The harassment by Ohio police continued, Tuesday, June 3, when police ordered Longest Walk drummers off an area at the Ohio State Capitol. However, the Long Walkers continued with their press conference and aired statements on their loud speaker at the capitol.
It has been almost four months since the prayer walk began on Alcatraz, on Feb. 11. Up until June 2, there had been no attacks on the walkers. In fact, the majority of the governors in the states that the northern route has walked through have issued proclamations of support for the Longest Walk 2.
The Longest Walk 2 for Mother Earth and protection of sacred places is being walked thirty years after the original 1978 Longest Walk, a prayer walk for Indian rights and the recognition of the inherent sovereignty of Indian people and Indian Nations.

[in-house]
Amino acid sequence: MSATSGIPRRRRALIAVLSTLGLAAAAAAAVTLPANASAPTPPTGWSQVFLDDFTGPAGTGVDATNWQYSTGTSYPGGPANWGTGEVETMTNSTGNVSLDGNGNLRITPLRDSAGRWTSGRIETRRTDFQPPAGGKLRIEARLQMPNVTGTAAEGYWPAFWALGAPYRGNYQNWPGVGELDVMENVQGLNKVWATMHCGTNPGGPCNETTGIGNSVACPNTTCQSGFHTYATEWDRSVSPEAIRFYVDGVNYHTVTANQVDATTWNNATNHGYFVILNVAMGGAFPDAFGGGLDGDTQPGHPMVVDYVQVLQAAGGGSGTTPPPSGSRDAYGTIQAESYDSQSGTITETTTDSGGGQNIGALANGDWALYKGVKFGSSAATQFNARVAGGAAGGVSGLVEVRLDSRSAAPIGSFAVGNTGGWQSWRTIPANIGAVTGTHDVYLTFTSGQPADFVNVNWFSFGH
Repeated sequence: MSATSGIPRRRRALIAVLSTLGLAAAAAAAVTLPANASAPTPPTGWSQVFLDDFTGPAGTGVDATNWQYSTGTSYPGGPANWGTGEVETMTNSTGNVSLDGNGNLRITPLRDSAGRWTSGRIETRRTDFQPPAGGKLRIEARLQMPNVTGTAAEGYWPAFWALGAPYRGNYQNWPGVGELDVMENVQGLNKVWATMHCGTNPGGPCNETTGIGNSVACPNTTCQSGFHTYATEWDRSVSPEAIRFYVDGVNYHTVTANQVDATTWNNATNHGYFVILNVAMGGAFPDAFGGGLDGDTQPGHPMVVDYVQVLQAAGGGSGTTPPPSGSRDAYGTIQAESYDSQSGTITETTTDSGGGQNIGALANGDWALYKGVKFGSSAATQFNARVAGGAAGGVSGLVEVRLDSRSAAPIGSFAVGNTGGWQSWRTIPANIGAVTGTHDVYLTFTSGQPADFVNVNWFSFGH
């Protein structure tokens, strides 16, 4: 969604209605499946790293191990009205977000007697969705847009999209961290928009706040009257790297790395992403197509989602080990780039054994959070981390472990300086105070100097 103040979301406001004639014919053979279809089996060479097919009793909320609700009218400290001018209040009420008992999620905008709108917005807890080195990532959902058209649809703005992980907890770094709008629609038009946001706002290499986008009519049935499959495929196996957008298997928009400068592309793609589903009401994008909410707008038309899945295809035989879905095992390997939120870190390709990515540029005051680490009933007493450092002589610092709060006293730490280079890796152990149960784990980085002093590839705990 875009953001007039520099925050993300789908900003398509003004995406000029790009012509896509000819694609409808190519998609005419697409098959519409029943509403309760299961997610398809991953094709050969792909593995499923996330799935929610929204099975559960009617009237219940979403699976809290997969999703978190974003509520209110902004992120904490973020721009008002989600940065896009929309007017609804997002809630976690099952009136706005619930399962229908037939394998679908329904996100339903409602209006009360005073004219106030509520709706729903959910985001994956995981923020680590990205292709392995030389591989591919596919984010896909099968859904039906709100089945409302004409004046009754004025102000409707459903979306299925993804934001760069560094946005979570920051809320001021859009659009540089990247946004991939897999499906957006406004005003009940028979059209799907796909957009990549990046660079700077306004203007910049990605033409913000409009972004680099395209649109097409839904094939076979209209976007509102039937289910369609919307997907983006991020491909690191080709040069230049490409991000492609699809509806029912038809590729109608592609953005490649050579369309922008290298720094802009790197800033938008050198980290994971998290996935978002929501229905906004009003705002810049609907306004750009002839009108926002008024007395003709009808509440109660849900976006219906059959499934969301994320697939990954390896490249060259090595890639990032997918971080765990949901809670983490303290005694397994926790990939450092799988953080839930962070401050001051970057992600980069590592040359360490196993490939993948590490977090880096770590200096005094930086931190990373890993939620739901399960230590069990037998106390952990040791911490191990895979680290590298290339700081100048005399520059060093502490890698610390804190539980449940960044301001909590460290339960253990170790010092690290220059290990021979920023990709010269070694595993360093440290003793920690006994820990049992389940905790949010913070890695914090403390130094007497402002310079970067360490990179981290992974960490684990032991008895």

Earthcycles’ Longest Walk Talk Radio has archived 400 interviews with walkers and people along the route since the walk left Alcatraz, on issues all across America.
The radio topics, voiced by people across America, have included the rise of the police state in the United States, the targeting of American Indians by city, state and federal police, the rise of xenophobia and the television-fueled, fear-mongering by the Bush administration. As a result of the fear-mongering, the Bush administration has found it easy to void federal laws, including waivers of more than 30 federal laws to build the US/Mexico border wall and seize private lands by way of eminent domain for the border wall. Across America, people are alarmed that the rights guaranteed by the U.S. Constitution, including free speech, have been violated.